you know the drill
"Oh, excuse me, I am so sorry," I cried as I bumped into someone and they fell to the pavement. It was an elderly woman.
She smiled up at me, a kindly expression across her features, "Are we in a hurry?" she chuckled. She took my offered hand and stood, adjusting her large bifocals on her small nose. Her hair was iron gray and her eyes were a bright, clear blue that reminded me of the bright blue sky that was above me. There was not a cloud in the sky, the sun beat down on my dark hair; scorching my scalp. In the middle of September, it was scorching. There were going to be storms starting tomorrow, though. So hopefully it would cool down.
I smiled, "No, Grandmother, I'm not in a hurry. I simply wasn't watching where I was going, I am truly sorry," I apologized sincerely. My black skirt blew sideways in the wind, making me have to clamp down on the silk fabric to keep it from showing more than I desired. My violet blouse blew about my small frame, whipping around my arms. Briefly I wondered what this woman's element was.
"Well, if you don't have much to do, how about you come to my shop and I shall give you a telling. By the way, dear; my element is Light," added the woman snidely.
I raised my eyebrows, shocked. But it did make sense. Most people with the light element were able to read minds or see the future. Maybe this woman could do both.
In the world, everyone is born with an element, no matter what species they are. Be they werewolf, vampire, or human; they'll have an element. The common elements are water, fire, earth, and air. The rare ones are metal, light and dark. Dark is possible the rarest; one out of every fifty people possess it.
I'm the lucky one out of fifty.
I shrugged, why not go and see if this woman could see anything about me. I doubted she could, I had put up so many shields around myself that almost no one even knew what I really looked like anymore. It was just as well, to keep myself safe from certain things and people.
"So you'll come? That's great! I've been wanting to do a good telling!" the woman exclaimed, whistling. She latched onto my arm, strong for her small size. She started leading me towards one of the many subdivisions in Clarksville, Indiana.
"How do you know I'll be a good reading?" I asked, confused. I followed the woman without any dispute. My curiosity was piqued. My hair blew around my face as the wind picked up, it looked like the storm was going to hit early.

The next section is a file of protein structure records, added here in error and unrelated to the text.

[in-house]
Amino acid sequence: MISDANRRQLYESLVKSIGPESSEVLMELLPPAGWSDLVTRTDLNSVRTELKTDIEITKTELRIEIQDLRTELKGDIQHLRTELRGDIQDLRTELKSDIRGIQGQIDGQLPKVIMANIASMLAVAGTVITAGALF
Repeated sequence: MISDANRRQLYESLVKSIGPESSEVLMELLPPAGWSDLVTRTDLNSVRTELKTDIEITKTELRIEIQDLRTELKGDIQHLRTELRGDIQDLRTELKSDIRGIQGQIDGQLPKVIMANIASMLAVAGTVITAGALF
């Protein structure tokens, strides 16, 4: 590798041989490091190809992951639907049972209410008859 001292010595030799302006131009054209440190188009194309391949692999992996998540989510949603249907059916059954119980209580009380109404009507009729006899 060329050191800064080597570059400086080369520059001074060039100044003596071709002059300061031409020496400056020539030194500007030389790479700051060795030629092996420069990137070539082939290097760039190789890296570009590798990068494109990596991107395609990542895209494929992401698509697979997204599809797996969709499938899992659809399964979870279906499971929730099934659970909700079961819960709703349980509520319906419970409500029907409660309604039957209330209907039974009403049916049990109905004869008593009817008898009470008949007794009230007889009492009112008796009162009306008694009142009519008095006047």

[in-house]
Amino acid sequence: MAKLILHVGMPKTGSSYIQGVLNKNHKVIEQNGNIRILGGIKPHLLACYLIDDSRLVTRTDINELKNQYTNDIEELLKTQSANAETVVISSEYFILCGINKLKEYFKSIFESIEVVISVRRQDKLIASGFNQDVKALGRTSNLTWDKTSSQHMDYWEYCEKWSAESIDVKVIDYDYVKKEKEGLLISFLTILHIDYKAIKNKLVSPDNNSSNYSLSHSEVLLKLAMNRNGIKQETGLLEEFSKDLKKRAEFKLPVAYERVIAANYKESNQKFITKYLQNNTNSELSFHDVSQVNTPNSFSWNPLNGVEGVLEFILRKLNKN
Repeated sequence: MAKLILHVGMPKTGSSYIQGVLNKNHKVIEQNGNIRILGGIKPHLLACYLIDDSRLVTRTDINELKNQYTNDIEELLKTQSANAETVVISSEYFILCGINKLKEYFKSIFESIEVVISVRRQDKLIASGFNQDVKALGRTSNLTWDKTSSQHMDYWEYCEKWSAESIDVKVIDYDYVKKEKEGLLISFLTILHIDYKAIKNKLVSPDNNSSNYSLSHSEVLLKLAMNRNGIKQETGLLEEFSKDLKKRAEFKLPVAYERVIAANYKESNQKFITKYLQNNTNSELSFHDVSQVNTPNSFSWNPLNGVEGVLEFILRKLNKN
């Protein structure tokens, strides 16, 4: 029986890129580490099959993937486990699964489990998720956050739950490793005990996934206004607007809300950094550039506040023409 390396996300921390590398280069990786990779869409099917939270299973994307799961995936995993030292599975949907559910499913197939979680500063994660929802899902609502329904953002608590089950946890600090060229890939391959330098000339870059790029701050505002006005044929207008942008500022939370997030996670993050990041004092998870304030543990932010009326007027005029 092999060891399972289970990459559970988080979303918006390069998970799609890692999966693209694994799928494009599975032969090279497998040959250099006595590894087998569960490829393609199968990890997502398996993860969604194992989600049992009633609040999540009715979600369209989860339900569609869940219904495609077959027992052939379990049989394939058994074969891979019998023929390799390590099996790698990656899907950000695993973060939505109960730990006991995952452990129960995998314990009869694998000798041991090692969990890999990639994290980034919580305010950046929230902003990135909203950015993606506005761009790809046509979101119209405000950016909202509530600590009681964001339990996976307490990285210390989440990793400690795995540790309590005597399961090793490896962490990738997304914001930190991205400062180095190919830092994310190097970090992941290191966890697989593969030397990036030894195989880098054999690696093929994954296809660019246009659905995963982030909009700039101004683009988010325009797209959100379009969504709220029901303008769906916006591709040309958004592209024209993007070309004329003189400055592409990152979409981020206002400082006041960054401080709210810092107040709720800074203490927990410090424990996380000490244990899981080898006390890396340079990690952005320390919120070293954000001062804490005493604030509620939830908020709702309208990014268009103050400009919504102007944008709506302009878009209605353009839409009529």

The woman gave a short bark of laughter, "I can always tell dear!" she called above the wind. Her grey hair escaped from its tie and blew around her shoulders, giving her a strangely mysterious air.
It took about five minutes to get to her house. As soon as we walked in the door the rain hit, pelting against the living room windows of the woman's house. She disappeared into the back for a moment before coming back with a small velvet bag. When we had been out front I had seen that her garage had been converted into a small shop filled with dream catchers, chakra candles, tarot cards, and other spiritual or magical things. I wasn't interested; my powers involved creating illusions or killing people without a sound.
"Come, sit at the table!" called the woman. She had sat at a small card table in front of a dusty T.V. She had the bag clutched in her hands, smiling at me. The only light were two candles sitting on each side of the table.
I obliged, pulling the chair out to sit on the other side of the table, across from her. The woman was still smiling. She held the burgundy bag out to me.
"Take three objects from the bag, my child," she instructed me, her voice low and mystic. Her eyes seemed to dim as she concentrated her magic.
I reached my hand into the bag, feeling around inside. They were minute objects, maybe two and a half inches across. I felt around for a few quick seconds more and finally picked out three objects that interested me. I wasn't quite sure whether I was supposed to be attracted to three items, or what. All I know is that I just picked three random items and put them on the table.
The items I had laid out were: a small, black star, a silver teardrop, and a black wolf's head. The only item I was truly interested in was the wolf's head.